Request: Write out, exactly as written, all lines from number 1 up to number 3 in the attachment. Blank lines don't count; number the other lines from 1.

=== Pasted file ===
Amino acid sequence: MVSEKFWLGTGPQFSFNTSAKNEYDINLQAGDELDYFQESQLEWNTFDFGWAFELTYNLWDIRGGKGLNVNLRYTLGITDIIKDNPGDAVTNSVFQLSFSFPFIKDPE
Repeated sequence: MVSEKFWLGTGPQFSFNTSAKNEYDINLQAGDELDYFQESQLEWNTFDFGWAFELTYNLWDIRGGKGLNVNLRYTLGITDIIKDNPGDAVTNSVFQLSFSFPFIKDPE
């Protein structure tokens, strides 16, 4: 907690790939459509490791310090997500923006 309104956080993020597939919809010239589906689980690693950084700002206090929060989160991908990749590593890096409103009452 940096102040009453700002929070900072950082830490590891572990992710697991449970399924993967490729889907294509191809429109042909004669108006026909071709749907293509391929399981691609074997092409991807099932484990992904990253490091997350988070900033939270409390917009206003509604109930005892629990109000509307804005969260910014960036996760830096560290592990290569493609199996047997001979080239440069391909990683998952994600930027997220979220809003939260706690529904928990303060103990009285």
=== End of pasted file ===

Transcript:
Amino acid sequence: MVSEKFWLGTGPQFSFNTSAKNEYDINLQAGDELDYFQESQLEWNTFDFGWAFELTYNLWDIRGGKGLNVNLRYTLGITDIIKDNPGDAVTNSVFQLSFSFPFIKDPE
Repeated sequence: MVSEKFWLGTGPQFSFNTSAKNEYDINLQAGDELDYFQESQLEWNTFDFGWAFELTYNLWDIRGGKGLNVNLRYTLGITDIIKDNPGDAVTNSVFQLSFSFPFIKDPE
């Protein structure tokens, strides 16, 4: 907690790939459509490791310090997500923006 309104956080993020597939919809010239589906689980690693950084700002206090929060989160991908990749590593890096409103009452 940096102040009453700002929070900072950082830490590891572990992710697991449970399924993967490729889907294509191809429109042909004669108006026909071709749907293509391929399981691609074997092409991807099932484990992904990253490091997350988070900033939270409390917009206003509604109930005892629990109000509307804005969260910014960036996760830096560290592990290569493609199996047997001979080239440069391909990683998952994600930027997220979220809003939260706690529904928990303060103990009285």